Variations in the rated output of the turbines are less of an issue as the same standards of quality, durability, reliability and resistance to environmental factors are the same, regardless of whether the application is for small wind turbines in hilly low wind locations with a rated output of around 45 kW and a rotor diameter of just a few metres or for a large wind turbine with a hub height of 140m and a rated output of 4,000 kW.
To overcome these harsh environmental factors, Harting developed the Han-Eco module, a tough connector system for electrical and electronic connectivity that defies the elements and provides reliable connectivity in such use cases are wind energy generation. With a high protection rating of IP65 and an operating temperature range of between -40C and +125C, the connector is also very flexible in terms of installation – an important factor in the often cramped environment of a turbine nacelle.
The high performance plastics from which it is made provide a high level of resistance to aggressive environmental elements including salt spray and high moisture content. The plastic is also very robust and light. Its weight satisfies the trend in both onshore and offshore power generation for reducing turbine weight in order to facilitate higher towers and greater diameter rotors with longer blades.
Such connectors as the Han-Eco have a number of possible applications within wind turbines including power connection, communications connectivity and even facilities wiring such as the lighting controls for staff and maintenance teams.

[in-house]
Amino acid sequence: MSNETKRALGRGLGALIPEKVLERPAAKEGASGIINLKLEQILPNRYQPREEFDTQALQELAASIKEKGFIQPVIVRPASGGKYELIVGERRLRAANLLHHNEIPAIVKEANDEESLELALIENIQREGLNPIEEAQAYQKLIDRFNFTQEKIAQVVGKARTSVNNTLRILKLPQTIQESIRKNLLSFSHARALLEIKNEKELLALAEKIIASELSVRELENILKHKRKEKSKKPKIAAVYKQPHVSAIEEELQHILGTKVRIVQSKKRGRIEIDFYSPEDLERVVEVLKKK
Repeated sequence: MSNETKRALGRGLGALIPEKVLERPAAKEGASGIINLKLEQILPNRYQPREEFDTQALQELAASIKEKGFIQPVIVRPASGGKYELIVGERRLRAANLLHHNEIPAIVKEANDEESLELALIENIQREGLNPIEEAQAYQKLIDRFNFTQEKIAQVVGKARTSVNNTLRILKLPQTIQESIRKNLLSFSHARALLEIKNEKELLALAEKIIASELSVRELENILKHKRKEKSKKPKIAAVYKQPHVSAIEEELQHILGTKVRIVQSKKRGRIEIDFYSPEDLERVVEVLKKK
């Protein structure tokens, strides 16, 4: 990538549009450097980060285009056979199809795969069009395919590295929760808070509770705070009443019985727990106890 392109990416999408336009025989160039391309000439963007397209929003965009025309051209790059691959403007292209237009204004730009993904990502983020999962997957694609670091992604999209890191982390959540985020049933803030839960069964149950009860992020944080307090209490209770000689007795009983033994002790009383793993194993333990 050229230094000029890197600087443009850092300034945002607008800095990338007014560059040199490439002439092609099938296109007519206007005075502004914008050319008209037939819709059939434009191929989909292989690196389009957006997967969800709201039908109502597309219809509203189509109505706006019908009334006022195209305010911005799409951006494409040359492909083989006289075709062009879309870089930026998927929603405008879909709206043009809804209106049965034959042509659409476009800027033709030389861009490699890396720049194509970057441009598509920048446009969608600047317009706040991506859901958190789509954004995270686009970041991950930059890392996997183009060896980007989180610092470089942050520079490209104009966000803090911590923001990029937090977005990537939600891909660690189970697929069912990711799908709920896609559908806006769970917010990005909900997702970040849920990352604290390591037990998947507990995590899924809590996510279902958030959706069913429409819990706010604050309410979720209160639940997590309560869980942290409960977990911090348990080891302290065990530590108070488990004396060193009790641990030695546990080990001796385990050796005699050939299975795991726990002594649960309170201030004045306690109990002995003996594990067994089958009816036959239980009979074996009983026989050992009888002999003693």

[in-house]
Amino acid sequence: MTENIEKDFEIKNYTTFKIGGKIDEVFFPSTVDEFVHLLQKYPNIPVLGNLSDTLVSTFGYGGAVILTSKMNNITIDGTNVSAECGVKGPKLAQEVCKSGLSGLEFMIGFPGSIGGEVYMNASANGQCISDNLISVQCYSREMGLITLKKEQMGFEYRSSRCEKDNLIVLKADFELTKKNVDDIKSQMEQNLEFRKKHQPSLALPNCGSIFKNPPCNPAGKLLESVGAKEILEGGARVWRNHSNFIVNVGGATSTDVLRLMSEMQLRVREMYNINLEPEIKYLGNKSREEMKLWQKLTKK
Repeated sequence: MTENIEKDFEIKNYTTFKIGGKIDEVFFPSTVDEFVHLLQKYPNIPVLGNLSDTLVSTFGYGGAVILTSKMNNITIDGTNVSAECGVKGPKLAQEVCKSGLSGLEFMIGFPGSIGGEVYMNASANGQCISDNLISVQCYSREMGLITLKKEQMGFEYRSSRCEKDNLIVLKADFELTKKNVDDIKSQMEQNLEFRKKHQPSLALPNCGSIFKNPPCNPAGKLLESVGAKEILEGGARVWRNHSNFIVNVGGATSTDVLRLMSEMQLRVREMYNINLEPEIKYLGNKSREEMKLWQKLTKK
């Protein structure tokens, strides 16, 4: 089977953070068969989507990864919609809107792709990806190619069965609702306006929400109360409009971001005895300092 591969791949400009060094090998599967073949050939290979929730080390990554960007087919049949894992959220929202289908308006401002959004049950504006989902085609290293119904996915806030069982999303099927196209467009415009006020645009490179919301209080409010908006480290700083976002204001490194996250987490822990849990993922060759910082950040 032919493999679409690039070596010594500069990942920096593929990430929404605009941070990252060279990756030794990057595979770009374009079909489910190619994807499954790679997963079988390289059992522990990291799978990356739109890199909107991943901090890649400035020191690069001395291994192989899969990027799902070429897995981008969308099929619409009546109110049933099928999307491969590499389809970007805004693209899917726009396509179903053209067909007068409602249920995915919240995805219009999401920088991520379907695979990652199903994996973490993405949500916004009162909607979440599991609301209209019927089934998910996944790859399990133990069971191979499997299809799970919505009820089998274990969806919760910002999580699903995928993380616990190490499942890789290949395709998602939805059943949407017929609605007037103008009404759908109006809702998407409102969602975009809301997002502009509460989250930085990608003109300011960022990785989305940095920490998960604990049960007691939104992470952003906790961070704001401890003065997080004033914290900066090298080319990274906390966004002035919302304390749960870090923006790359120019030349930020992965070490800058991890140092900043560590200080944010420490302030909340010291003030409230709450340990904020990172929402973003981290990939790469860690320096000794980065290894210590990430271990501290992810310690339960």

In this respect, Harting is currently working with the wind energy industry to develop both specific and tailored services, including individual components as well as complete turnkey systems such as cable assemblies and harnesses. These can be manufactured to order or built on location to suit individual requirements.
In one example, Harting has been working with wind turbine manufacturer Enercon to build a connector with a black powder coating for installation in offshore turbines. The two companies have worked together successfully on joint projects such as the provision of connectors for higher currents from 100 to 300A and a housing concept for a new LED lighting system inside wind turbine towers.
LED tower lighting
To provide all-important lighting for the tower, Harting developed a long-life LED bulb with an expected life of greater than 100,000 hours as well as a supporting lighting system with built-in redundancy to mitigate any failures that may occur.